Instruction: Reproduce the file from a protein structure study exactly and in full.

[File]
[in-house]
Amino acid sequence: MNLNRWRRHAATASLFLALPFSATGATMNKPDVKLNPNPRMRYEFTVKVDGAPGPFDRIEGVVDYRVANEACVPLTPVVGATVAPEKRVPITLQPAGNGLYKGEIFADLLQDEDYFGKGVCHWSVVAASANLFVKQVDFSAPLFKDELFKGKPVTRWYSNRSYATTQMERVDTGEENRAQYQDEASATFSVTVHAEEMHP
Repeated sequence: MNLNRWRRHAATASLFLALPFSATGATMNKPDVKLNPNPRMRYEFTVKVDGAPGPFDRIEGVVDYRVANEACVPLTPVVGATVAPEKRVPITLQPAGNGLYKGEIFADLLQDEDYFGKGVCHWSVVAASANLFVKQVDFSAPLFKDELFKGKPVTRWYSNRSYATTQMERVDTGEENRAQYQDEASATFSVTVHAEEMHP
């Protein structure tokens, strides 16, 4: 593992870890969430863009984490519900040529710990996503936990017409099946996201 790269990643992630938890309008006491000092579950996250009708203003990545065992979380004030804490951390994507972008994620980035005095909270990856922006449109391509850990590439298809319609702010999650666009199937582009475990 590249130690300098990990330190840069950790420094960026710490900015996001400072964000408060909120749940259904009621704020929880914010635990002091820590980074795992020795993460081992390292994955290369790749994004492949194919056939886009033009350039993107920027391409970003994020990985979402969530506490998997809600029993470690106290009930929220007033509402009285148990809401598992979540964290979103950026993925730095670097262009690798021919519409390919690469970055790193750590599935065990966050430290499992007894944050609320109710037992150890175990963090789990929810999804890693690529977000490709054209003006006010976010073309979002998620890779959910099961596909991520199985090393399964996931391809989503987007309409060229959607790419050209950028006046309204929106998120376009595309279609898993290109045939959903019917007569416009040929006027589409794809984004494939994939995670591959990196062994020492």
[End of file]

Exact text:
[in-house]
Amino acid sequence: MNLNRWRRHAATASLFLALPFSATGATMNKPDVKLNPNPRMRYEFTVKVDGAPGPFDRIEGVVDYRVANEACVPLTPVVGATVAPEKRVPITLQPAGNGLYKGEIFADLLQDEDYFGKGVCHWSVVAASANLFVKQVDFSAPLFKDELFKGKPVTRWYSNRSYATTQMERVDTGEENRAQYQDEASATFSVTVHAEEMHP
Repeated sequence: MNLNRWRRHAATASLFLALPFSATGATMNKPDVKLNPNPRMRYEFTVKVDGAPGPFDRIEGVVDYRVANEACVPLTPVVGATVAPEKRVPITLQPAGNGLYKGEIFADLLQDEDYFGKGVCHWSVVAASANLFVKQVDFSAPLFKDELFKGKPVTRWYSNRSYATTQMERVDTGEENRAQYQDEASATFSVTVHAEEMHP
């Protein structure tokens, strides 16, 4: 593992870890969430863009984490519900040529710990996503936990017409099946996201 790269990643992630938890309008006491000092579950996250009708203003990545065992979380004030804490951390994507972008994620980035005095909270990856922006449109391509850990590439298809319609702010999650666009199937582009475990 590249130690300098990990330190840069950790420094960026710490900015996001400072964000408060909120749940259904009621704020929880914010635990002091820590980074795992020795993460081992390292994955290369790749994004492949194919056939886009033009350039993107920027391409970003994020990985979402969530506490998997809600029993470690106290009930929220007033509402009285148990809401598992979540964290979103950026993925730095670097262009690798021919519409390919690469970055790193750590599935065990966050430290499992007894944050609320109710037992150890175990963090789990929810999804890693690529977000490709054209003006006010976010073309979002998620890779959910099961596909991520199985090393399964996931391809989503987007309409060229959607790419050209950028006046309204929106998120376009595309279609898993290109045939959903019917007569416009040929006027589409794809984004494939994939995670591959990196062994020492």